Auctions for Social Lending: A Theoretical Analysis
Prosper, the largest online social lending marketplace with over a million members and $207 million in funded loans, uses an auction amongst lenders to finance each loan. In each auction, the borrower specifies D, the amount he wants to borrow, and a maximum acceptable interest rate R. Lenders specify the amounts a[subscript i] they want to lend, and bid on the interest rate, b[subscript i], they're willing to receive. Given that a basic premise of social lending is cheap loans for borrowers, how does the Prosper auction do in terms of the borrower's payment, when lenders are strategic agents with private true interest rates? We first provide an analysis of the complete information game and fully characterize the Nash equilibria of the Prosper mechanism. Next, we show that while the borrower's payment in the VCG mechanism is always within a factor of O(logD) of the payment in any equilibrium of Prosper, even the cheapest Nash equilibrium of the Prosper mechanism can be as large as a factor D of the VCG payment; both factors are tight. Thus, while the Prosper mechanism is a simple uniform price mechanism, it can lead to much larger payments for the borrower than the VCG mechanism. Finally, we consider an incomplete information setting and derive the Bayesian optimal auction for the borrower, which, perhaps surprisingly, may prefer to assign the loan to lenders with high interest-rates over lenders with lower interest rates, when lenders' budgets and interest-rates are correlated.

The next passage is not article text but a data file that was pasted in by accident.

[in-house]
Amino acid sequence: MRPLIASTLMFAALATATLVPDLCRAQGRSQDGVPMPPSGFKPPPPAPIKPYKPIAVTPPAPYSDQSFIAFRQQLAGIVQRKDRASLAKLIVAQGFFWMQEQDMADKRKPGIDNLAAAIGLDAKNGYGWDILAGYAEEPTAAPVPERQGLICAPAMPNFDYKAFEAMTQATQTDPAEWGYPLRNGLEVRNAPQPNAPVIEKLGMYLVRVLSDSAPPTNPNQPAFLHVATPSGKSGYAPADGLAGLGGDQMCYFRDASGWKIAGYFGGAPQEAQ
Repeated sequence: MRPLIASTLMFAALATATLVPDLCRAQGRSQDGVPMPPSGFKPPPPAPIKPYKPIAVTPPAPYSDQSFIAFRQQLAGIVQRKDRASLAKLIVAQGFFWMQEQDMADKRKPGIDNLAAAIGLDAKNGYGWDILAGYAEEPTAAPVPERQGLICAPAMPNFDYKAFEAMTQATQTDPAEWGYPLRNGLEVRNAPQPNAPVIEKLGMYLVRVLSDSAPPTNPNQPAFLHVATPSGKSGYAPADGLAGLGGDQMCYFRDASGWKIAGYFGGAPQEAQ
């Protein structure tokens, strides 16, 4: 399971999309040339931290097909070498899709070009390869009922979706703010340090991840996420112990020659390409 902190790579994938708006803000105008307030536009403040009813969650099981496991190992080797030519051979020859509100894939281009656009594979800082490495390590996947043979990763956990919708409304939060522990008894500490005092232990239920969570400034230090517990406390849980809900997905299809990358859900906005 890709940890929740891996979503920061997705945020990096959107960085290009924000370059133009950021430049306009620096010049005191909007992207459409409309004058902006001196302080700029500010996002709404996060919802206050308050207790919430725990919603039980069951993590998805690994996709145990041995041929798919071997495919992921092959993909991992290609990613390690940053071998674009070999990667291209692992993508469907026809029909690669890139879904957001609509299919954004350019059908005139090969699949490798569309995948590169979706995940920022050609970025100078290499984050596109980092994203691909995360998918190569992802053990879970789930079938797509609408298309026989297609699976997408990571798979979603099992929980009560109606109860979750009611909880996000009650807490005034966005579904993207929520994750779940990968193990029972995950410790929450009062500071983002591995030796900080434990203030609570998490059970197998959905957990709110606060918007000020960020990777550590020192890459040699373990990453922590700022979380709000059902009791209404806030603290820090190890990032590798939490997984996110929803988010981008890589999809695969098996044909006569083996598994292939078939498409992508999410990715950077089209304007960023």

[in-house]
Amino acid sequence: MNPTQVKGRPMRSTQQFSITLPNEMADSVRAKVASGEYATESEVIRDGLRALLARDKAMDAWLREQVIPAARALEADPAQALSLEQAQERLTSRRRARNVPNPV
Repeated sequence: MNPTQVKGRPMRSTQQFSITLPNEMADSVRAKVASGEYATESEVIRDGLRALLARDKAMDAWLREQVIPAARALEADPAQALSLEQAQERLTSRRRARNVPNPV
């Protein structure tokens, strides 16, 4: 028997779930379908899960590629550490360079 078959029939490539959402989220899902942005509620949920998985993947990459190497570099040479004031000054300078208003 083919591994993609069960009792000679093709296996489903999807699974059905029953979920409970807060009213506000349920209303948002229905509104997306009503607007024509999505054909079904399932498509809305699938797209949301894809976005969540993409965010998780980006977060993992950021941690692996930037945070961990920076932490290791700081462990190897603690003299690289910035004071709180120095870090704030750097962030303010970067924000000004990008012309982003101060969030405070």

|Date of creation:||May 2011|
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- Draaisma, Teun & Noussair, Charles, 1997. "Optimal bidding in a uniform price auction with multi-unit demand1," Economics Letters, Elsevier, vol. 56(2), pages 157-162, October.
- Seth M. Freedman & Ginger Zhe Jin, 2011. "Learning by Doing with Asymmetric Information: Evidence from Prosper.com," NBER Working Papers 16855, National Bureau of Economic Research, Inc.
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